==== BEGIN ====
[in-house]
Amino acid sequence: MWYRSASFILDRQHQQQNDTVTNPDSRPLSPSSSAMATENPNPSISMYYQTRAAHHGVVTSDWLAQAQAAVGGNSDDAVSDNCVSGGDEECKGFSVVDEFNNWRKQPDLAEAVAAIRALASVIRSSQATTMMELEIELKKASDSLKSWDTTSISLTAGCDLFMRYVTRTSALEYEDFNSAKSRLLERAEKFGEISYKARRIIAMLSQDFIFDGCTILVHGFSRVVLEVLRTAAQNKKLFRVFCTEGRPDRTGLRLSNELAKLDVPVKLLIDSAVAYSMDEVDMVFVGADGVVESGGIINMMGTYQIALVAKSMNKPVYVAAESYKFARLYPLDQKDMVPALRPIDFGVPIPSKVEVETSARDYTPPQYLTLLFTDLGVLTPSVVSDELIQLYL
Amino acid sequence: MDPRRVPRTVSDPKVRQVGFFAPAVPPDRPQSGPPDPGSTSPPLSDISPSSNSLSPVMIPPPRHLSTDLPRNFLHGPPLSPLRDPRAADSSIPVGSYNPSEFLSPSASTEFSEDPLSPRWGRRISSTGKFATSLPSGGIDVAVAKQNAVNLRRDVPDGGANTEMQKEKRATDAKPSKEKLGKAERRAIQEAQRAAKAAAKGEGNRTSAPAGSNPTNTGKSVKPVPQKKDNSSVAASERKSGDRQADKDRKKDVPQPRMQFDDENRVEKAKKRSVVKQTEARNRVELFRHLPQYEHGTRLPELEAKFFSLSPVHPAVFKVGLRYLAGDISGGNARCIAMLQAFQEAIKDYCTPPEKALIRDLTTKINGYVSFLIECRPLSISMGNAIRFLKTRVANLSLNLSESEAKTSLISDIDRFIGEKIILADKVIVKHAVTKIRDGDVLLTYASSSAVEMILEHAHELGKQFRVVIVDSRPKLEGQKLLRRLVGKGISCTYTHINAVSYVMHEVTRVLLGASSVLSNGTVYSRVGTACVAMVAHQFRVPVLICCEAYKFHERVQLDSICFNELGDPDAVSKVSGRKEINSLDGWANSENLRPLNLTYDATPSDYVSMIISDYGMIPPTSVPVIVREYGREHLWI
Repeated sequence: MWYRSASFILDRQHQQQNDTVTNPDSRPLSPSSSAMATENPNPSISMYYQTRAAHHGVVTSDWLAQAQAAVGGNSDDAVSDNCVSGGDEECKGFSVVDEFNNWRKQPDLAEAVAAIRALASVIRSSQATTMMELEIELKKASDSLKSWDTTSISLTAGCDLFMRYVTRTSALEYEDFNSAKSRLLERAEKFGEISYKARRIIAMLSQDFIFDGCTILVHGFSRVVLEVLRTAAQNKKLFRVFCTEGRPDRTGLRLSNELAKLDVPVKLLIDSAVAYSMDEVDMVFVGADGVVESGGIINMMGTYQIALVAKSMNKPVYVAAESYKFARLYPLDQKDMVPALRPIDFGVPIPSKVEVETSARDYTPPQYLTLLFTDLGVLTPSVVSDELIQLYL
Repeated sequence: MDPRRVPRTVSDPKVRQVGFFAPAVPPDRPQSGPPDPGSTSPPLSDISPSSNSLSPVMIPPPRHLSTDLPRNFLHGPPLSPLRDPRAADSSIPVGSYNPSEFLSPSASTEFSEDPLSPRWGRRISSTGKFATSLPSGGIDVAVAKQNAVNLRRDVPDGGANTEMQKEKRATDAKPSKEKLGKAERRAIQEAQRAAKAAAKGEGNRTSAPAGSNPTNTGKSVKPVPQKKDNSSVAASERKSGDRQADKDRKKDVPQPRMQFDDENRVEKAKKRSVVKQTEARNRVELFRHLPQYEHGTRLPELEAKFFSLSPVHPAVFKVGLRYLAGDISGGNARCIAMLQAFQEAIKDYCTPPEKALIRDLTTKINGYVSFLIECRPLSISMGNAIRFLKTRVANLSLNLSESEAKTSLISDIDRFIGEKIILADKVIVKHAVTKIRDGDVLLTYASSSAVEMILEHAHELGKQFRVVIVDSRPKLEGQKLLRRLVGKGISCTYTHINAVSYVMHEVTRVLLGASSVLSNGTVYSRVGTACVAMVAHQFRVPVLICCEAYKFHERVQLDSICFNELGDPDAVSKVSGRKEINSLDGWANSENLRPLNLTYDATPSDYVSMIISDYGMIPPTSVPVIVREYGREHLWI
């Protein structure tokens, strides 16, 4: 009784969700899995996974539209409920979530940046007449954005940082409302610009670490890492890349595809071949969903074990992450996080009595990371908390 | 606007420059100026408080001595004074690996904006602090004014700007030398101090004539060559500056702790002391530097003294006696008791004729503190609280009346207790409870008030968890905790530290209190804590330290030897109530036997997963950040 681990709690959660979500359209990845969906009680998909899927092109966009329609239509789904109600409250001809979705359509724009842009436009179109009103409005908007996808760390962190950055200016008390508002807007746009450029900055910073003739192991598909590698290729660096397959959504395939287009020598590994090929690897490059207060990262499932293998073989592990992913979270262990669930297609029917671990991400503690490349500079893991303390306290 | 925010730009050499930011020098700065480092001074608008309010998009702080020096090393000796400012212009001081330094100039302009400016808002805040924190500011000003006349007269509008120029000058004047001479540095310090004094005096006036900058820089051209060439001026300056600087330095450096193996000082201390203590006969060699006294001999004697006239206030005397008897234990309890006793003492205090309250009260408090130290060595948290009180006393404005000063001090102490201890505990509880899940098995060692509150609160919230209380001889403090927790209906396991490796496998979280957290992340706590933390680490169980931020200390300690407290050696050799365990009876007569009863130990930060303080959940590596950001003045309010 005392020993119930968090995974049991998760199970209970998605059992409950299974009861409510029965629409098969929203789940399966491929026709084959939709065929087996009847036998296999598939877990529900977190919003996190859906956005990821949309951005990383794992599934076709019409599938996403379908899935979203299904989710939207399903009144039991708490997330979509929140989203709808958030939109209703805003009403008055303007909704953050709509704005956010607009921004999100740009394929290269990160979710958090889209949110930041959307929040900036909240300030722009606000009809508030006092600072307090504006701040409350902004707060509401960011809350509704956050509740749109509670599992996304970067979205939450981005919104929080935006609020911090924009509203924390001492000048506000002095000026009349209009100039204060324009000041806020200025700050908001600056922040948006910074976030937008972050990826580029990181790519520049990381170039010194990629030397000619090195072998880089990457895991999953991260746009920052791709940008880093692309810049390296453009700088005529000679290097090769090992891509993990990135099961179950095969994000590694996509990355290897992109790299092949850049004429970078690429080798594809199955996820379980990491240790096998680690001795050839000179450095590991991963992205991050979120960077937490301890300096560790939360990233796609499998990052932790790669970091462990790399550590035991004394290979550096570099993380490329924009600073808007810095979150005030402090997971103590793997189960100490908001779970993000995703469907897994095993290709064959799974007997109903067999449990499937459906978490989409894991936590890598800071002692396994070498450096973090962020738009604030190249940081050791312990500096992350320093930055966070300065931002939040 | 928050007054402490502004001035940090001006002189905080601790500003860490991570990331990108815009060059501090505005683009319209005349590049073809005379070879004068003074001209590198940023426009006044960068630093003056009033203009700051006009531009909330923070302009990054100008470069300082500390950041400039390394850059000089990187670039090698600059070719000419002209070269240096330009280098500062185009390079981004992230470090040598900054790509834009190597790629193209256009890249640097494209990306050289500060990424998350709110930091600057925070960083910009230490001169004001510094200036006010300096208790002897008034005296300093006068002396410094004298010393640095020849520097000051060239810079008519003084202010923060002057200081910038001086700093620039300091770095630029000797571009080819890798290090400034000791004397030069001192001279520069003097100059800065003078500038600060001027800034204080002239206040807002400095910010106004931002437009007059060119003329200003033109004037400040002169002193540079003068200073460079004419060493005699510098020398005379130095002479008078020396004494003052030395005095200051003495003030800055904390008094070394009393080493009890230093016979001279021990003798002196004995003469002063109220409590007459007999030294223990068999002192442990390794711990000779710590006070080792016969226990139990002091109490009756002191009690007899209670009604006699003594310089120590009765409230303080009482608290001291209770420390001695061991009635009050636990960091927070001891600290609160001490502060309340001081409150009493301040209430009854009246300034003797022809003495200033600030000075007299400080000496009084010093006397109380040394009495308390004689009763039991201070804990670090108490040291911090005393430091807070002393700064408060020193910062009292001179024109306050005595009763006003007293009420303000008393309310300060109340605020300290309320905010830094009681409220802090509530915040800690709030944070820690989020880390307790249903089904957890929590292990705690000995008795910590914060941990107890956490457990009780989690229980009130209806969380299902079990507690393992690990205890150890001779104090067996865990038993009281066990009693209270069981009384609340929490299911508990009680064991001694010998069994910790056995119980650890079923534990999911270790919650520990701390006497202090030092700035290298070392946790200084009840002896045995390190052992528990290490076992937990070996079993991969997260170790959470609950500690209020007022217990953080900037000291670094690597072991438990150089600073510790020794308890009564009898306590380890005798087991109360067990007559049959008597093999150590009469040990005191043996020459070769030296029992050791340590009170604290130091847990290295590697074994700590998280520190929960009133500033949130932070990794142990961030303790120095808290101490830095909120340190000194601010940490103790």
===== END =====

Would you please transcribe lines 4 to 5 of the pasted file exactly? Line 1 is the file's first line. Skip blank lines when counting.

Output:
Repeated sequence: MWYRSASFILDRQHQQQNDTVTNPDSRPLSPSSSAMATENPNPSISMYYQTRAAHHGVVTSDWLAQAQAAVGGNSDDAVSDNCVSGGDEECKGFSVVDEFNNWRKQPDLAEAVAAIRALASVIRSSQATTMMELEIELKKASDSLKSWDTTSISLTAGCDLFMRYVTRTSALEYEDFNSAKSRLLERAEKFGEISYKARRIIAMLSQDFIFDGCTILVHGFSRVVLEVLRTAAQNKKLFRVFCTEGRPDRTGLRLSNELAKLDVPVKLLIDSAVAYSMDEVDMVFVGADGVVESGGIINMMGTYQIALVAKSMNKPVYVAAESYKFARLYPLDQKDMVPALRPIDFGVPIPSKVEVETSARDYTPPQYLTLLFTDLGVLTPSVVSDELIQLYL
Repeated sequence: MDPRRVPRTVSDPKVRQVGFFAPAVPPDRPQSGPPDPGSTSPPLSDISPSSNSLSPVMIPPPRHLSTDLPRNFLHGPPLSPLRDPRAADSSIPVGSYNPSEFLSPSASTEFSEDPLSPRWGRRISSTGKFATSLPSGGIDVAVAKQNAVNLRRDVPDGGANTEMQKEKRATDAKPSKEKLGKAERRAIQEAQRAAKAAAKGEGNRTSAPAGSNPTNTGKSVKPVPQKKDNSSVAASERKSGDRQADKDRKKDVPQPRMQFDDENRVEKAKKRSVVKQTEARNRVELFRHLPQYEHGTRLPELEAKFFSLSPVHPAVFKVGLRYLAGDISGGNARCIAMLQAFQEAIKDYCTPPEKALIRDLTTKINGYVSFLIECRPLSISMGNAIRFLKTRVANLSLNLSESEAKTSLISDIDRFIGEKIILADKVIVKHAVTKIRDGDVLLTYASSSAVEMILEHAHELGKQFRVVIVDSRPKLEGQKLLRRLVGKGISCTYTHINAVSYVMHEVTRVLLGASSVLSNGTVYSRVGTACVAMVAHQFRVPVLICCEAYKFHERVQLDSICFNELGDPDAVSKVSGRKEINSLDGWANSENLRPLNLTYDATPSDYVSMIISDYGMIPPTSVPVIVREYGREHLWI